Neither Chief Justice Abrahamson nor Justice Ziegler participated in this case. Justice Crooks filed a dissenting opinion that was joined in by Justice Bradley.

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    Criminal Procedure

    Search and Seizure – Consent Searches – Attenuation Analysis

    State v. Artic, 2010 WI 83 (filed 15 July 2010)

    Police officers conducting a narcotics investigation arrested Artic’s son after he was found in possession of cocaine after exiting Artic’s house. They then planned to secure the premises and obtain a search warrant. Before obtaining a warrant, two officers, Wagner and Lopez, went to the front door to perform a “knock and talk” to determine if anyone was in the house; meanwhile a detective, Davila, went to the rear of the house to ensure that no one attempted to escape. Davila walked through a fenced-in back yard to a door at the rear of the house. From that position she heard what sounded like people scurrying up and down the stairs inside the house. She relayed this information to Wagner and Lopez, who decided to forcibly enter the building. The first-floor premises appeared to be under renovation and so Wagner proceeded upstairs, where he encountered a closed door. He knocked on the door and announced his identity. After a short delay, Artic (the defendant) answered the door and ultimately gave what the state contended was consent to search the upstairs premises. (The record demonstrates that the defendant’s upstairs unit was separate from the downstairs unit and the upstairs unit was his current residence; two other people lived downstairs. He told the officers that he owned the building and was converting it from a duplex into a single-family residence.) As a result of evidence uncovered during the search of the upstairs premises, the defendant was charged with maintaining a drug trafficking place and possession with intent to deliver cocaine.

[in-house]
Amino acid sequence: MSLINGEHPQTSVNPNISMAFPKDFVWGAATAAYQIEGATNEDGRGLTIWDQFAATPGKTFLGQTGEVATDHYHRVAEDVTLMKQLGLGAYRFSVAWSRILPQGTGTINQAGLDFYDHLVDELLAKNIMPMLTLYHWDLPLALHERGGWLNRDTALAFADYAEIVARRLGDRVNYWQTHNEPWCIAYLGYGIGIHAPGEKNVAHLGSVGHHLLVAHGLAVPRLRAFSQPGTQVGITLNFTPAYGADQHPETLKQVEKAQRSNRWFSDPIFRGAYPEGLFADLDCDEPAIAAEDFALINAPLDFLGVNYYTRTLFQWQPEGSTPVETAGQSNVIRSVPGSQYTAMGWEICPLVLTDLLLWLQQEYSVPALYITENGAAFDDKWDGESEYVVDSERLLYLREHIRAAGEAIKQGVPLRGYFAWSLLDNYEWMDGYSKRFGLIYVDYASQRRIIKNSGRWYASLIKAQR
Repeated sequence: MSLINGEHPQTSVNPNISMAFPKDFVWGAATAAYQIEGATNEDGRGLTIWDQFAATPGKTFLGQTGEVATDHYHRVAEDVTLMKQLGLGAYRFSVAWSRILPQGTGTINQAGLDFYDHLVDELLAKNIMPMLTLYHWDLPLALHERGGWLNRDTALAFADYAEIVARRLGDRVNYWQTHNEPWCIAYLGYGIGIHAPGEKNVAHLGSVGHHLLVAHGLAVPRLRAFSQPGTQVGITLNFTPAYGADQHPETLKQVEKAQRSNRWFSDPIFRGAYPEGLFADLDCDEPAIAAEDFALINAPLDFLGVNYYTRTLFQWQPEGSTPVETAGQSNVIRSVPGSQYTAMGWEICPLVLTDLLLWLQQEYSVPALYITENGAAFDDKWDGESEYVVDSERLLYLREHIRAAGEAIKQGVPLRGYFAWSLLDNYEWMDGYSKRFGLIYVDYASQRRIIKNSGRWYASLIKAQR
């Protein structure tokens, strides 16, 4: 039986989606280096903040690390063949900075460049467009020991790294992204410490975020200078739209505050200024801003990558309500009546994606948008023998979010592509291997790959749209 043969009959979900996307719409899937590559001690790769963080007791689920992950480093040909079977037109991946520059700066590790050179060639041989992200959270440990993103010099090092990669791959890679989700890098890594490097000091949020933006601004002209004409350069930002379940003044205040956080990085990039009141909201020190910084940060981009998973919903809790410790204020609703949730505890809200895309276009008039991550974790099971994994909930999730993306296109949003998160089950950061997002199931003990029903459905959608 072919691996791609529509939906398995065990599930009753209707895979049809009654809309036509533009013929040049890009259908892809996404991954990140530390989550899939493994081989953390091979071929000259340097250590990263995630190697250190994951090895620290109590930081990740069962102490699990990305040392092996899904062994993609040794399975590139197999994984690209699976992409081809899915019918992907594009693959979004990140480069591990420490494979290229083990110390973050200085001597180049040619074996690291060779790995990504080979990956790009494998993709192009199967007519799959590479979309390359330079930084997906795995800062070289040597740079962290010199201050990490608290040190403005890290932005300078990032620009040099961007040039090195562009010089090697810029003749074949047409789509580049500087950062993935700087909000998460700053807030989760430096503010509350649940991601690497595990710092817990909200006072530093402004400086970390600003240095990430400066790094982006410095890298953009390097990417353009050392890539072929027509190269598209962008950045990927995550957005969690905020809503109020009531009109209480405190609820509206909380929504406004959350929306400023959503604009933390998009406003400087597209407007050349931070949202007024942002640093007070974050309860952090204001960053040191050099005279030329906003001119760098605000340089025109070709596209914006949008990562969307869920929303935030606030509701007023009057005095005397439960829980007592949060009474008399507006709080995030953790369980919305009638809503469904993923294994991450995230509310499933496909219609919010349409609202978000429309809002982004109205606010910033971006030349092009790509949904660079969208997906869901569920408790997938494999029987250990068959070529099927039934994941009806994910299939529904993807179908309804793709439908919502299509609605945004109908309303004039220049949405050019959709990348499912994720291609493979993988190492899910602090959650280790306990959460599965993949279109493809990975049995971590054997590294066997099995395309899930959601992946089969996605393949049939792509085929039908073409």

The jury convicted the defendant, and he brought a postconviction motion alleging that his trial counsel was ineffective for failing to preserve the argument that the police manufactured exigent circumstances to enter the defendant’s house without a warrant and for failing to object to testimony by Davila about observations she made while she was in the back yard. The circuit court denied this motion. In a published decision, the court of appeals affirmed. See 2009 WI App 12. In a majority decision authored by Justice Prosser, the supreme court affirmed.